CABLE TV FANS. Whilst waiting for the new season of The Sopranos, Oz, Sex and the City and Six Feet Under (all on HBO), do check out the amazing contributions to culture on both Channel 69 (the International Channel), and Channel 503 (the Independent Film Channel). On Saturday mornings at 11am the Independent Film Channel is showing the original Zatoichi films from 1964-70. Zatoichi, as played by Shintaro Katsu, is also known as the Blind Swordsman. Lots of blood gushes, faster-than-the-speed-of-light sword moves and a film style combined with music that has yet to be properly appreciated. Recent films on Channel 503 include Jean Marais in Fantomas, Peter Firth in The Laughter of God, Kaputt Mundi (1998), Jean Gabin in Le President (1961), Ardena (1997), directed by Luca Barbareschi, David's Summer (1998) directed by Carlo Mazzacurati, a weird one called Envy, and Vince Vaughn, Ed Harris and Wallace Shawn in The Prime Gig (2000).

UCSC ARTS & LECTURES SERIES. Speaking of holiday presents, think about tickets to some of the events in the UCSC Arts & Lectures series that are coming up just in January of 2002. First off is the Arden Trio on Jan. 11 at 8pm at Holy Cross Church. The Ardens are a piano trio and there aren't many of them around nowadays. They'll be playing Beethoven, Ravel and Ziporyn's new work, Typical Music. Most of the Pacific Coast knows that the Buena Vista Social Club with Orquesta Ibrahim Ferrer will be at the Civic Jan. 14 at 8pm. Ruben Gonzalez won't be here but they'll still swing. Yes, some tickets are still available. The Urban Bush Women will be here dancing at UCSC's Mainstage Theater on Saturday, Jan. 26, at 8pm. They'll be dancing their new full evening work, called "Hair Stories." You can get tickets at the UCSC Ticket Office 459.2159--except for the Buena Vistans, which you get at the Civic Box Office or charge by phone at 420.5260. We're lucky to have this top-quality entertainment performing here, and by supporting UCSC's Arts and Lectures series we make sure we'll have more of the same in the future.

MORE HOLIDAY MAGIC. The Santa Cruz Chorale conducted by Paul Vorwerk is performing Handel's Messiah once only on Friday, Dec. 21, at 8pm at Holy Cross Church. The Chorale will be joined by the Monterey Bay Sinfonietta in its first-ever performance of The Messiah. Magdalena Zschokke, publicist for the chorale, adds that in these confusing times music is more important than ever and that Handel's archetypal celebration of the victory of light over destruction and darkness is particularly apt. I agree. You can get tickets at Streetlight Records or by phone at 427.8023 or we.got.net/scc or maybe at the door, if there are any left.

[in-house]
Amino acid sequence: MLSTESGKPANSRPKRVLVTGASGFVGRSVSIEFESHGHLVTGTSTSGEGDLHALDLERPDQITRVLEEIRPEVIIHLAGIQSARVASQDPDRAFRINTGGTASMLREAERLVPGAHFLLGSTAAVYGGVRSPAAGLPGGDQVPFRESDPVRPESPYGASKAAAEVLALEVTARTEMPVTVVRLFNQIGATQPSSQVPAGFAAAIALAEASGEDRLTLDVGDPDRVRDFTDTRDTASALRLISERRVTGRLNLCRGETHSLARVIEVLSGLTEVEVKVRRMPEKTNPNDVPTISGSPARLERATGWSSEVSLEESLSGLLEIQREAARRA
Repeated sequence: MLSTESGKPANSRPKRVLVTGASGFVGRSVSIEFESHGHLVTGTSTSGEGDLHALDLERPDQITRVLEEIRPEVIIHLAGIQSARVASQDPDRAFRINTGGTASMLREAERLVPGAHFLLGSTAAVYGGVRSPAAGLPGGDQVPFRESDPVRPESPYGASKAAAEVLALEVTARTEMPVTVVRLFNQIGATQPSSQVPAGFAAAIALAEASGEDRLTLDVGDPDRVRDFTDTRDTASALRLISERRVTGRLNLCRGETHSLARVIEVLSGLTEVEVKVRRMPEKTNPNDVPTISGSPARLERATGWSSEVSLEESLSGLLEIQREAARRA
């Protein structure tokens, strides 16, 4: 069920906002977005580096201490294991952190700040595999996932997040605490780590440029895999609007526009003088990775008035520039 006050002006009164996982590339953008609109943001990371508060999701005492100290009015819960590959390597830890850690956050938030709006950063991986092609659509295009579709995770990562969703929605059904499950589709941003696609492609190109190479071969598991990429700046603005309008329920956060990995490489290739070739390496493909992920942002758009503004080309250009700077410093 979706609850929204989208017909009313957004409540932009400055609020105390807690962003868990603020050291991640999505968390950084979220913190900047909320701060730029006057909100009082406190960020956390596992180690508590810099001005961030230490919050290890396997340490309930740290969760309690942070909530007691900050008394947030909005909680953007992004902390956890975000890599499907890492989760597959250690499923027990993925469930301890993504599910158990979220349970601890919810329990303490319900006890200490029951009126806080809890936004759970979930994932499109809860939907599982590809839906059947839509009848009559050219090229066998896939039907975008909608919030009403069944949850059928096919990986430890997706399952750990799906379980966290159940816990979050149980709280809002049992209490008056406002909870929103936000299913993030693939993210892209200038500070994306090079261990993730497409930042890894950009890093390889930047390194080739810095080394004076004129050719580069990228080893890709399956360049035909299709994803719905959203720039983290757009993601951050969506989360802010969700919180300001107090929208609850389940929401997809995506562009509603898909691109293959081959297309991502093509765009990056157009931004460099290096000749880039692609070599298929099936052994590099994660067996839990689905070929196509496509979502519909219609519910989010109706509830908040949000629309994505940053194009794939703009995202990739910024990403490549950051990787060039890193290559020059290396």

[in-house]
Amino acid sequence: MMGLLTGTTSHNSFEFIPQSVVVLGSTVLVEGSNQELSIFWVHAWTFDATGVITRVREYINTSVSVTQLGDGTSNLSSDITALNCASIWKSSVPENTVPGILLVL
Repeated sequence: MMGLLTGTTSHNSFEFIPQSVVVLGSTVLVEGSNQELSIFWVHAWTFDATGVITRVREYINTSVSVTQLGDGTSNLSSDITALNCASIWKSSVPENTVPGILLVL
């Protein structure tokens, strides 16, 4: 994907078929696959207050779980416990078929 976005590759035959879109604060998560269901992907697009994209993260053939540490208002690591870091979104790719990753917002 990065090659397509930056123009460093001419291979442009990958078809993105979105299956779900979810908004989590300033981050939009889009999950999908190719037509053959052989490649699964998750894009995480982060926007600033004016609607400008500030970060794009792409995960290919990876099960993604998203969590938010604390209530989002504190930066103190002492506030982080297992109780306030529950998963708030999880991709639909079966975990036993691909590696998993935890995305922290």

CITY ON THE HILL. Because it's run by students who come and go, this weekly UCSC newspaper is sometimes good and other times sort of blah. Right now I think it's very good. For instance, in its Nov. 29 issue it had a story on how UCSC is developing its sciences at a very expensive and expansive pace and at the same time closing down its more humanitarian side. (Coincidentally, there's an exhibit at the McHenry Library now through Jan. 13 titled "Dean E. McHenry and UC Santa Cruz: An Experiment in Higher Education, 1963 to 1974.") Professors and most staff are too worried about their jobs to say much about this noticeable shift in priorities, but even we townies notice a shift not just on campus but arguably in UCSC Extension's offerings. Humanities offerings are being downplayed, most classes and presentations are now in Silicon Valley, and long gone are the days when Santa Cruz would be the site for some very important humanitarian visitors giving workshops and lectures.

BUMPER STICKER. At least Alberto Lopez-Rothwell is still out there looking for good bumper stickers. He saw this one in Zanotto's parking lot: "Modesto Sucks." This obviously has several levels of interpretation and must be a tourist's car, because locals wouldn't be so incorrect, maybe.


Bruce critiques films every other Thursday on KUSP-FM (88.9).Reach Bruce at bratton@cruzio.com or at 457.5814, ext. 400.

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From the December 12-19, 2001 issue of Metro Santa Cruz.